Here, Kraus-Anderson is the promisor, and Ontra is the promisee.  See Chard Realty, Inc., 392 N.W.2d at 720-21 (analyzing agreements between parties to determine whether intent-to-benefit or duty-owed test was met).  During the term of the contract between Kraus-Anderson and Ontra, there was no relationship between Ontra and Johnson, and the building was not for sale.  Under these circumstances, there is no basis for finding that Kraus-Anderson owed Johnson a duty.


            Minn. Stat. § 541.051, subd. 1 (2004) states:

            (a) Except where fraud is involved, no action by any person in contract, tort, or otherwise to recover damages for any injury to property, real or personal, or for bodily injury or wrongful death, arising out of the defective and unsafe condition of an improvement to real property, nor any action for contribution or indemnity for damages sustained on account of the injury, shall be brought against any person performing or furnishing the design, planning, supervision, materials, or observation of construction or construction of the improvement to real property or against the owner of the real property more than two years after discovery of the injury . . . .


            (b) For purposes of paragraph (a), a cause of action accrues upon discovery of the injury . . . .


            Under this provision, “the statute of limitations begins to run when an actionable injury is discovered or, with due diligence, should have been discovered, regardless of whether the precise nature of the defect causing the injury is known.”  Dakota v. BWBR Architects, 645 N.W.2d 487, 492 (Minn. App. 2002), review denied (Minn. Aug. 20, 2002).  When reasonable minds can differ about when the injury was discovered, summary judgment is inappropriate because the issue should be left to the trier of fact.  200 Levee Drive Assocs., Ltd. v. Bor-Son Bldg. Corp., 441 N.W.2d 560, 564 (Minn. App. 1989); Lake City Apartments v. Lund-Martin Co., 428 N.W.2d 110, 112 (Minn. App. 1988), review denied (Minn. Oct. 19, 1988).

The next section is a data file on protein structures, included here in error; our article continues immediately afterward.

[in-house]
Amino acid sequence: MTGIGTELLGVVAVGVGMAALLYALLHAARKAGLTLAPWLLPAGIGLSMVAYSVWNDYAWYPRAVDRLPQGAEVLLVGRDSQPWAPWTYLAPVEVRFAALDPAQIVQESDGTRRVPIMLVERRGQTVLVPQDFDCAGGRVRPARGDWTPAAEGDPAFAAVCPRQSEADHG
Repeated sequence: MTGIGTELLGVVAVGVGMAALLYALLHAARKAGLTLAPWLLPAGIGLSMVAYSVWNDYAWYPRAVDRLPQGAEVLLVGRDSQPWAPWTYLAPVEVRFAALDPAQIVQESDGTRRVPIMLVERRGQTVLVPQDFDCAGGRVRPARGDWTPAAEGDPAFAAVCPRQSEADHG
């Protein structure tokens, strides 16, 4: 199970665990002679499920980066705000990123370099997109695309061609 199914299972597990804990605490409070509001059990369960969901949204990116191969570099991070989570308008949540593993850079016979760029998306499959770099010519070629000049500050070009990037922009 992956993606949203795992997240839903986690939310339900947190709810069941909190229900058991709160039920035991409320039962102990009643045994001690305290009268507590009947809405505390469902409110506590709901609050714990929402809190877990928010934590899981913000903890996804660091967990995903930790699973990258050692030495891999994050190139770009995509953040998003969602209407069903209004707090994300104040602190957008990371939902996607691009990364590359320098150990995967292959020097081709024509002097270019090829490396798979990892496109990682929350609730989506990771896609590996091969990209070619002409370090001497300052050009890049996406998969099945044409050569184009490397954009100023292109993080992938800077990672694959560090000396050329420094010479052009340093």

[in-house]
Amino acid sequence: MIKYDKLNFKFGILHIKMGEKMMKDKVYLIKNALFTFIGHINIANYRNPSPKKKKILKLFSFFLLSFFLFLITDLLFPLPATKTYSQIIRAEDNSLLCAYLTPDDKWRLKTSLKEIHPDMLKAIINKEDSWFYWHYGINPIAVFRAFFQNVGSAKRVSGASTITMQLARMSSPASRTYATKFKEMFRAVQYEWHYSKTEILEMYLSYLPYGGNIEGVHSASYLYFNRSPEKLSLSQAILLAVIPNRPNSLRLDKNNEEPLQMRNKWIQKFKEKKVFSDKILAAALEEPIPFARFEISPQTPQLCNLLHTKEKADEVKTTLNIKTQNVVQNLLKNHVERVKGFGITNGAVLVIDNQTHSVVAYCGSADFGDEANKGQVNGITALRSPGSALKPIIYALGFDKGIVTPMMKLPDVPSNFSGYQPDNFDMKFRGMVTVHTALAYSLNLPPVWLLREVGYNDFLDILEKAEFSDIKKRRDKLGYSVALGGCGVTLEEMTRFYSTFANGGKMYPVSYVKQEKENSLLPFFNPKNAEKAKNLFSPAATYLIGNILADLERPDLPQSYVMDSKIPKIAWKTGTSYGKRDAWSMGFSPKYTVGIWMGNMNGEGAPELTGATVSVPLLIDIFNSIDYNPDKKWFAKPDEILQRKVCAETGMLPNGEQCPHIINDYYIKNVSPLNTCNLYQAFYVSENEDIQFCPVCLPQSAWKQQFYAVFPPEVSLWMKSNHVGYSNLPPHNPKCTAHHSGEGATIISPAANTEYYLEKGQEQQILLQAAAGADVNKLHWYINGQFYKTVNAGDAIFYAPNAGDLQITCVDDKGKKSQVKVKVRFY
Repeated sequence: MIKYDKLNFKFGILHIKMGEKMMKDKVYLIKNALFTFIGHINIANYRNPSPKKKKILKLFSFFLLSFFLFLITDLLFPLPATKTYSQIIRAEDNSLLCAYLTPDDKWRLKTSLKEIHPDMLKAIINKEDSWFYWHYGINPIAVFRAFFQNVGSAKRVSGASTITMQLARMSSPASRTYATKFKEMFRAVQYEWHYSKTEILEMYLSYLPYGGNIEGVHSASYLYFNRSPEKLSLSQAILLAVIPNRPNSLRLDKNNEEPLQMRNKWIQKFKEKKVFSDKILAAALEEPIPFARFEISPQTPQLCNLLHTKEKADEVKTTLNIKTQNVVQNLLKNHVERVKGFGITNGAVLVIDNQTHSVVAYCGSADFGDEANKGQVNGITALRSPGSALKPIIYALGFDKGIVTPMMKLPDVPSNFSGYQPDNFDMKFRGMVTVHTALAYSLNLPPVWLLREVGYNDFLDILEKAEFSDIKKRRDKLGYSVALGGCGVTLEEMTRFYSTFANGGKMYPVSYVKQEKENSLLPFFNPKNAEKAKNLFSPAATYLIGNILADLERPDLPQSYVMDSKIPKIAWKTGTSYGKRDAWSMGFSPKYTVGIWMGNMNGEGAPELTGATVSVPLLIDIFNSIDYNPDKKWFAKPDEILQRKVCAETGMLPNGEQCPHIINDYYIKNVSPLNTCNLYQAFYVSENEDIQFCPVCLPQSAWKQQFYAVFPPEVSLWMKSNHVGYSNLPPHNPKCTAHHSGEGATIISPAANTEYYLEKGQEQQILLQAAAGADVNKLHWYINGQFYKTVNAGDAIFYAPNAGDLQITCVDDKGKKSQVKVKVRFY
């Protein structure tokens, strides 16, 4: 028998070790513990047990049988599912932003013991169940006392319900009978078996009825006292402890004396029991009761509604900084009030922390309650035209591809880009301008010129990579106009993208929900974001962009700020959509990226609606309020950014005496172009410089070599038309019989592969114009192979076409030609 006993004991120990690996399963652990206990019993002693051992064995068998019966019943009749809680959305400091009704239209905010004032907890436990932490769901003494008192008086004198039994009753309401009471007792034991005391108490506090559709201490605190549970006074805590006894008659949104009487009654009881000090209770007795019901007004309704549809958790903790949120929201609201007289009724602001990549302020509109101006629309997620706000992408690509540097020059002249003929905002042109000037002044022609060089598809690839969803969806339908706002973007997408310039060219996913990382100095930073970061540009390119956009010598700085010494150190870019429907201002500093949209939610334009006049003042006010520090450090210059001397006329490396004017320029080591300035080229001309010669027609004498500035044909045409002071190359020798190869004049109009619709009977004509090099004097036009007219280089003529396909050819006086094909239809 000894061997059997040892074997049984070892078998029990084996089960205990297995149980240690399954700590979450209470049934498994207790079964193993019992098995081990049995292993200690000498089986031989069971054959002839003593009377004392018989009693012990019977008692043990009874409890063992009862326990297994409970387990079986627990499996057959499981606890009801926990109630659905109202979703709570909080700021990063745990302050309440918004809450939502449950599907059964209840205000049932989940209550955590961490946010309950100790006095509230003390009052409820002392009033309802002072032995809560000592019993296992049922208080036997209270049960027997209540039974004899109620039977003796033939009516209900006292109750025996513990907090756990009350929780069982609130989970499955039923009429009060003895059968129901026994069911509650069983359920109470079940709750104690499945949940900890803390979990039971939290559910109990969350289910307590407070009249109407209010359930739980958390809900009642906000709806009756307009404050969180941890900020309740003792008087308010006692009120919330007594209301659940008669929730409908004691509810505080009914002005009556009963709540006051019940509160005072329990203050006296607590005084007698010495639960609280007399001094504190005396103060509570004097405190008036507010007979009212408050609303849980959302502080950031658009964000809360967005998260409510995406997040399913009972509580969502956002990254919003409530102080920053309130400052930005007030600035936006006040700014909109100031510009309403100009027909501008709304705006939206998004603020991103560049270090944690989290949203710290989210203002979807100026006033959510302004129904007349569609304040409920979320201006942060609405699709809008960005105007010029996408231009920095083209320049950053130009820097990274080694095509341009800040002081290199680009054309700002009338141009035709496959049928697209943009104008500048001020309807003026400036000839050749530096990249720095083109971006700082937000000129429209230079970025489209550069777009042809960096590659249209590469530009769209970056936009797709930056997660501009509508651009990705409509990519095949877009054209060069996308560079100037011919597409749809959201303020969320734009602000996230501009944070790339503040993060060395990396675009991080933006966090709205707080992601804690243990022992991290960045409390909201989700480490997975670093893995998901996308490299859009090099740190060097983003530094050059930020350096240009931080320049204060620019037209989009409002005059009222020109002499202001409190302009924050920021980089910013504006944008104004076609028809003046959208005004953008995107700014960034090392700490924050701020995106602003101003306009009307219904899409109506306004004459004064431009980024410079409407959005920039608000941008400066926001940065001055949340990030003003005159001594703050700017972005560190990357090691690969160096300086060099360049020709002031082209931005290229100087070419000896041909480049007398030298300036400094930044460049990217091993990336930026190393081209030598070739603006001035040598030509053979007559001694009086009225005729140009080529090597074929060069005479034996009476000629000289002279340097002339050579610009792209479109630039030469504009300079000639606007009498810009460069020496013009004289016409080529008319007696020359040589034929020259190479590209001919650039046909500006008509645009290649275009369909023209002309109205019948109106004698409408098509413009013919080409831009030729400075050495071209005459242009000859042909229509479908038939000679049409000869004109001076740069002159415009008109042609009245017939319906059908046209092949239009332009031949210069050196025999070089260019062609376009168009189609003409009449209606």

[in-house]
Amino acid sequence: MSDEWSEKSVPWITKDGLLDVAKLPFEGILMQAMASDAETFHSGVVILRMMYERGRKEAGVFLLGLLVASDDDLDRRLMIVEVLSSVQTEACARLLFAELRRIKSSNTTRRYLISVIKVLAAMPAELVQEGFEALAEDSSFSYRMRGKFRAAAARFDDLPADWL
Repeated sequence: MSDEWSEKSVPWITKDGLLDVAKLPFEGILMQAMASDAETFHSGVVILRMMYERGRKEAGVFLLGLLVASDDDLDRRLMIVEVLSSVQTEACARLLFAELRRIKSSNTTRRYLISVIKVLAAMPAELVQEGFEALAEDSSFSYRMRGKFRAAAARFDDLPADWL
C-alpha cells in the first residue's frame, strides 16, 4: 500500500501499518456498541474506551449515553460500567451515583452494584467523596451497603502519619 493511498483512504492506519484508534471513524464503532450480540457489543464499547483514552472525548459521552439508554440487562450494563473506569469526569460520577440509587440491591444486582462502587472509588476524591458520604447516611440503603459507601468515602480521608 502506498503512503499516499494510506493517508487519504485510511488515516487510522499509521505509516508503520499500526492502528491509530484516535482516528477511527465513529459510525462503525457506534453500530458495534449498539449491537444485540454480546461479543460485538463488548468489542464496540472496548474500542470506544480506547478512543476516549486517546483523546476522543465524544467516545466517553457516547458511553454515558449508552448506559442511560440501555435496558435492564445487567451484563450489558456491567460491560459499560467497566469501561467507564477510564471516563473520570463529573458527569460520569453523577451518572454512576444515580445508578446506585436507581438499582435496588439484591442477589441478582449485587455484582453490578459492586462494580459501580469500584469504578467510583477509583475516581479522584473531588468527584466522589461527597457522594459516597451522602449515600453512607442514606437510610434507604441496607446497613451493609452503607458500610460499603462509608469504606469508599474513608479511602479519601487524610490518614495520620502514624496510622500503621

Johnson’s breach-of-statutory-warranty claim is also subject to a two-year limitation period.  Actions based on breach of statutory warranties set forth in Minn. Stat. § 327A.02 (2004) must be brought within two years following the discovery of the breach.  Minn. Stat. § 541.051, subd. 4 (2004).  A breach-of-statutory-warranty claim accrues when an owner “discovers, or should have discovered, the builder’s refusal or inability to ensure the home is free from major construction defects.”  Vlahos v. R&I Constr. of Bloomington, Inc., 676 N.W.2d 672, 678 (Minn. 2004).